I’d wager that the American religious landscape is currently undergoing a cataclysmic shift, but that would be disingenuous, since it suggests that the shift, with all these denominations, is something recent. It isn’t.
Religious expression—or the demonstration of it among its adherents—has never really been static in this country. Throughout the twentieth century, the number of Christian denominations has proliferated beyond any reasonable expectations. As I blogged about in my pipe organ series, the Gordon-Cornwell Theological Seminary estimated that the number of Christian denominations reached approximately 34,000 by the year 2000—an increase of over 2000 percent. While the United States can scarcely claim responsibility for all of this growth, it is safe to argue from the ubiquity of churches across the country—an institution that owes much of this ubiquity to the vast number of theological differences manifested through all those denominations—that the US certainly has contributed mightily. But the landscape changed just as dramatically in the 19th century, as new immigrants, mostly from Europe, brought their parochial religious customs with them and planted new churches where they settled. Much of the time, these immigrants moved here specifically because the country constitutionally protected religious freedom—something their mother countries often denied them.
Needless to say, this religious diversification, ingrained in American culture since well before independence, hardly screeched to a halt in the year 2000. In just the last sixteen years, Gordon-Cornwell estimates that the count of Christian denominations grew by another 10,000—a rate per year that is double that of the preceding century. While these numbers quantify global Christianity, the pervasive tendency for denominational schisms in the US, as well as the steadily growing rate of non-denominationally affiliated churches, suggests that, once again, this country contributes to a considerable portion of that growth. And, of course, this attribution fails to consider all the other religions of the world, virtually all of which are expanding their presence and influence here at home, due largely to immigration from nations far removed from Christendom.
But how does this constant theological transmogrification play out on the ground? All you have to do is drive across town—any town. This suburban area outside a large metro in Pennsylvania shows it all: a chapel built right up next to the road. (The heavy snowbank might shroud it somewhat, but mark my words: the plows merely pushed all that grime pushed aside from the highway.) But is this still a church? Check the digital sign to the right of the entrance.
Nope. It’s an accounting firm. We can all guess the scenario: the church lost so much of its congregation that it had to fold and liquidate its real estate. Or the opposite: it grew so much that it could no longer fit in this tiny facility. My guess is it’s the former of the two. The building sits in a crossroads village near an affluent area that is developing quickly, mostly under much more auto-oriented standards, yet a cluster of structures sit right up along the highway with virtually no setback—a condition widely characteristic of old Pennsylvania towns built before every household owned a set of wheels. Here are the neighboring structures.Yet I took these photos in about the most automobile-oriented use imaginable: a gas station.The area is changing, and conventional uses don’t always fit in their conventional buildings as well as they did in the previous century. Village churches have often failed to adapt with the times, so they often literally die out.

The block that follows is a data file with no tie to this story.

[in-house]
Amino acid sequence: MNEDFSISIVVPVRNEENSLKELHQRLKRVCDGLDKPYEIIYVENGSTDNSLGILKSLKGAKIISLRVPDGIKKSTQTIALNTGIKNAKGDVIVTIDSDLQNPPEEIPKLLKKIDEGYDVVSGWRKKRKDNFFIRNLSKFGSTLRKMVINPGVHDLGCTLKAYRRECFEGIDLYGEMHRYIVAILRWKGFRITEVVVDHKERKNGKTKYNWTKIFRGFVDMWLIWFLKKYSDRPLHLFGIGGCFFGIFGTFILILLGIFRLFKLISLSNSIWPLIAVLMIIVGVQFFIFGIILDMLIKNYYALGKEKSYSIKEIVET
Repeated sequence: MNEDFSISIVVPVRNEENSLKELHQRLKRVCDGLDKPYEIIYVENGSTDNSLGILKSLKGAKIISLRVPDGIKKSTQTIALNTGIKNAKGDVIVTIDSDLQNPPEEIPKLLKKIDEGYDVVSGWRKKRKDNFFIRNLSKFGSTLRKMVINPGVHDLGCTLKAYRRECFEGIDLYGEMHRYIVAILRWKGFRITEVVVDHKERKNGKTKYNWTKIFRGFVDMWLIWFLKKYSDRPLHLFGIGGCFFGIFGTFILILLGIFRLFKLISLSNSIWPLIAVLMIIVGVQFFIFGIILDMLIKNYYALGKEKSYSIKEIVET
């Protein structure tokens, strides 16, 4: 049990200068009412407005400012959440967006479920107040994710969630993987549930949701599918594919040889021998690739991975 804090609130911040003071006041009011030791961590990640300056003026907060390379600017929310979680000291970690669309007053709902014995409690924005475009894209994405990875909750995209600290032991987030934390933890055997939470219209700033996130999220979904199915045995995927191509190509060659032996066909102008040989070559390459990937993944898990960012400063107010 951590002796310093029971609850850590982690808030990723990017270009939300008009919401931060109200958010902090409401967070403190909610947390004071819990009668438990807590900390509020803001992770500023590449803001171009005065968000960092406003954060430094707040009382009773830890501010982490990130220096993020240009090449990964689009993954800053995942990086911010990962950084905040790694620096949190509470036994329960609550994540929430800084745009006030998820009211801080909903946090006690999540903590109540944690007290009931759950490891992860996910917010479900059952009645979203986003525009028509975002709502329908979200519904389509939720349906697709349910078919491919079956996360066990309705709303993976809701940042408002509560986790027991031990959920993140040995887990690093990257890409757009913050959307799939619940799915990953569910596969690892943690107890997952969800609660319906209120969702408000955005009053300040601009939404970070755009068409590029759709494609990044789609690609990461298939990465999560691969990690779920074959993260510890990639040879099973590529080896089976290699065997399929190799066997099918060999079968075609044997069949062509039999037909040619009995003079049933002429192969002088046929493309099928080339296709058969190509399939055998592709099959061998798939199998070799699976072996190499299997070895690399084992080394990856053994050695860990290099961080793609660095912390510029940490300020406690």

What would prompt a certified public accountant to move into an old church? Well, why not? After the congregation departed, the church leadership most likely deconsecrated the space, essentially divesting it of the theological or denominational strictures that previously constrained it. Without reviewing the map, chances are strong that the zoning is something along the lines of “Village Commercial” or “Mixed Use”, so the new owner might not have needed to seek any rezonings or variances. And at this point, it’s a novelty and a cool space that might distinguish the “Werner and Co.” name from any competition. Historic preservation and adaptive re-use are très chic right now, especially among equally trendy niche industries, like microbreweries and distilleries. Meanwhile, service-oriented uses—the accountants, law firms, insurance agencies—are among the most versatile. They can inhabit a conventional office building, a refurbished old home, a main street storefront. Or a church. I’d imagine this partnership was a real success for both the remaining members of the congregation (who didn’t want to see their old building face the wrecking ball), the local preservation advocates (ditto), the municipality (which witnessed a formerly tax-exempt property shift to a for-profit use) and the accountant (“see, even we can be cool!”).
As the struggling denominations face continued decline or the inability to maintain their old buildings, we can expect to witness an exponential growth of repurposed churches in the decades ahead. Beyond that, the future looks murky, since the more recent generation of new church construction usually emphasizes size, carrying capacity and adaptability for more growth, at the expense of architectural or aesthetic interest. So, if the average megachurch three miles down the road faces closure, who’s going to buy it? It’s clearly too big for Werner and Company. Maybe Ernst and Young?